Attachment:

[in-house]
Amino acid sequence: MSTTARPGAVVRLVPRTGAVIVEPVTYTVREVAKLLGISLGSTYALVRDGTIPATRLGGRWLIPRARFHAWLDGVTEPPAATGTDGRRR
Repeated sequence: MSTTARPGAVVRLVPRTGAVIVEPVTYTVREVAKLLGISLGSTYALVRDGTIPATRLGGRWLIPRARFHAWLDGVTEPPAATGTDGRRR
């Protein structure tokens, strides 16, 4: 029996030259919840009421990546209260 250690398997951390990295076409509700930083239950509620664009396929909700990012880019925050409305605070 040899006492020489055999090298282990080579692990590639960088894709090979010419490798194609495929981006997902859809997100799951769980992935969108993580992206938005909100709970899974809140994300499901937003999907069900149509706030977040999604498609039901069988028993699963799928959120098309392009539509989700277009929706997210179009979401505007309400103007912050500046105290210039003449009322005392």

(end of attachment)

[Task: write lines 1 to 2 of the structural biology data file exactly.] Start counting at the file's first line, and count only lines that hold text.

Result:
[in-house]
Amino acid sequence: MSTTARPGAVVRLVPRTGAVIVEPVTYTVREVAKLLGISLGSTYALVRDGTIPATRLGGRWLIPRARFHAWLDGVTEPPAATGTDGRRR